Campus & Community

This month in Harvard history

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March 23, 1639 – In recognition of John Harvard’s recent bequest, the Great and General Court of Massachusetts Bay Colony orders “that the colledge agreed upon formerly to bee built at Cambridg shalbee called Harvard Colledge.”

March 25, 1675 – After little more than two years, Leonard Hoar resigns from a strife-ridden presidency and soon dies. Earlier in the winter after many tutors had already resigned, students had deserted the College in the wake of his harsh discipline. Hoar had gone so far as to have one student flogged by a prisonkeeper who is later dismissed for cruelty. His most enduring legacy proves to be the creation of catalogs of all Harvard graduates, living and dead, published at three- and five-year intervals, and grouped by Class year. The five-year series continues until 1930.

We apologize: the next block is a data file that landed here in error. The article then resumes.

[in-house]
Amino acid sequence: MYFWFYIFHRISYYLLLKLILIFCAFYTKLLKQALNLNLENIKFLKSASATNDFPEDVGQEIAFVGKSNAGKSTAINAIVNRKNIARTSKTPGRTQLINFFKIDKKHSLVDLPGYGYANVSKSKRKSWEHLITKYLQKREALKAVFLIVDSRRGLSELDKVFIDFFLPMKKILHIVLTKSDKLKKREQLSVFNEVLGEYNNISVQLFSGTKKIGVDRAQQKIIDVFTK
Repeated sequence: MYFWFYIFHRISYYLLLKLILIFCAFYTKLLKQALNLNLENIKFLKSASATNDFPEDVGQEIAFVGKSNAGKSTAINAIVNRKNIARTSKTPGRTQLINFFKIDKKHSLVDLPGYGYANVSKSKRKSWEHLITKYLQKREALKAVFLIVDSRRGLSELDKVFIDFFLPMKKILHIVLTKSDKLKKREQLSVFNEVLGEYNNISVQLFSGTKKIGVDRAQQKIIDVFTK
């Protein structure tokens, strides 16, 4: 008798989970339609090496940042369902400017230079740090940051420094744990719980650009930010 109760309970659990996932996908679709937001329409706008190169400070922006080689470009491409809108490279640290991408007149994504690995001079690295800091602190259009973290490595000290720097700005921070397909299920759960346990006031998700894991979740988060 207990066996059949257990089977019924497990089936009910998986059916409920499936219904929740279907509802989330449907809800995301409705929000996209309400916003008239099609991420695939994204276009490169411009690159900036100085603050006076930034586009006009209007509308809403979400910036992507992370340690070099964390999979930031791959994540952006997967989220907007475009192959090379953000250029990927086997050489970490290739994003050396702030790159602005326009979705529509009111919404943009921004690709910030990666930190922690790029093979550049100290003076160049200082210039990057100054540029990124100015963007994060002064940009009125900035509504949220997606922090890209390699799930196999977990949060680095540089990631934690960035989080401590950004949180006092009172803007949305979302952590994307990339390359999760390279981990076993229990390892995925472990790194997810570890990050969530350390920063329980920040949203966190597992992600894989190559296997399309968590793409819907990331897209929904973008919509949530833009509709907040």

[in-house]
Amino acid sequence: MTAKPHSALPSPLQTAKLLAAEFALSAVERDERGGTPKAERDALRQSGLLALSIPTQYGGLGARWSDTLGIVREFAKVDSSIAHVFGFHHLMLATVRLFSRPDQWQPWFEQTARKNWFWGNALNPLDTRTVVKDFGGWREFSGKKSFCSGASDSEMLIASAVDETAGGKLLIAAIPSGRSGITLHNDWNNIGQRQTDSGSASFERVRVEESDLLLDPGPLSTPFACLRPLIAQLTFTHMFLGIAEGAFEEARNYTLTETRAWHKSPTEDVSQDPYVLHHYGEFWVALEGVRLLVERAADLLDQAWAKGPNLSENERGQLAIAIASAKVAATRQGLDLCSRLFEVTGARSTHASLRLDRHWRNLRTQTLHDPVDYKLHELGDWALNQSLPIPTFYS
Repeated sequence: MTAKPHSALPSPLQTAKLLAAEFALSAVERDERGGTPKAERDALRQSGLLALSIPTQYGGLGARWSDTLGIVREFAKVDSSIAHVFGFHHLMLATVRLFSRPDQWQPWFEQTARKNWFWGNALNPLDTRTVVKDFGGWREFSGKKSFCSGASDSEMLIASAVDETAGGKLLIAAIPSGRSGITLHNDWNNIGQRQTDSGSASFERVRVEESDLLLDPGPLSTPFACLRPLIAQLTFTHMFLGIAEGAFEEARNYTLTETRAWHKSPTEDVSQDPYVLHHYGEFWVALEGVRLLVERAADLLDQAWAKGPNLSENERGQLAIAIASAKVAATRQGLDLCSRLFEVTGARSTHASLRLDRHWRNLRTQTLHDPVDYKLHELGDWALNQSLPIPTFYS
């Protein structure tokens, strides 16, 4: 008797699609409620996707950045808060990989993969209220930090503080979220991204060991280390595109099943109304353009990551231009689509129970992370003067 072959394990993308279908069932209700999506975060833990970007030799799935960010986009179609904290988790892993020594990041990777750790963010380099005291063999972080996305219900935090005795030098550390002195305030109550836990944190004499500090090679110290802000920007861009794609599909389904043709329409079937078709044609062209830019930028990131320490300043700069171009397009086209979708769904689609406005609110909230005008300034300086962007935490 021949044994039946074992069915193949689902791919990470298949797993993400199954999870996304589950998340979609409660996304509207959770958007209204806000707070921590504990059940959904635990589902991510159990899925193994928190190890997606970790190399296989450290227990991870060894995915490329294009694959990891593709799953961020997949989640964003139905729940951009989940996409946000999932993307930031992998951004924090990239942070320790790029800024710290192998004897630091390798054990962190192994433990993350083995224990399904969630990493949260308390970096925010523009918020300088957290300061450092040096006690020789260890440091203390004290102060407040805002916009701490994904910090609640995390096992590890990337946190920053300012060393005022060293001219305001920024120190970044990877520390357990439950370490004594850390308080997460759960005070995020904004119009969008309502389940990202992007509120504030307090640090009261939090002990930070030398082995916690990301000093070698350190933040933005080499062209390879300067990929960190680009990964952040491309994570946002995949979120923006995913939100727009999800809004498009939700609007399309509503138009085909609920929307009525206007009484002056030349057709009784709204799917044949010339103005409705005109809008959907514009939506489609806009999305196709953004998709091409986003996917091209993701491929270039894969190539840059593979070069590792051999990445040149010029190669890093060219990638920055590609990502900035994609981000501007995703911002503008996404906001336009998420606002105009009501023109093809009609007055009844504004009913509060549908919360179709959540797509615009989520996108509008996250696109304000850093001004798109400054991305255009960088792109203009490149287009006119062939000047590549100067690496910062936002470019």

March 30, 1908 – The Corporation establishes the Graduate School of Business Administration. Under the deanship of Edwin Francis Gay, it begins operating in October as a department within the Graduate School of Arts and Sciences (FAS).

March 23, 1912 – The Boston Elevated Railway Co. opens the Harvard Square subway station. BERC expends about $10 million for the entire Cambridge subway project, which includes a special Stadium Station, train yards, and repair shops in an area bounded by Charles River Road (now Memorial Drive), University Road, and Eliot, Boylston (now Kennedy), and Bennett Sts. (The train yards/Stadium Station area is now occupied by the Kennedy School of Government and John Fitzgerald Kennedy Park.)

– From the Harvard Historical Calendar, a database compiled by Marvin Hightower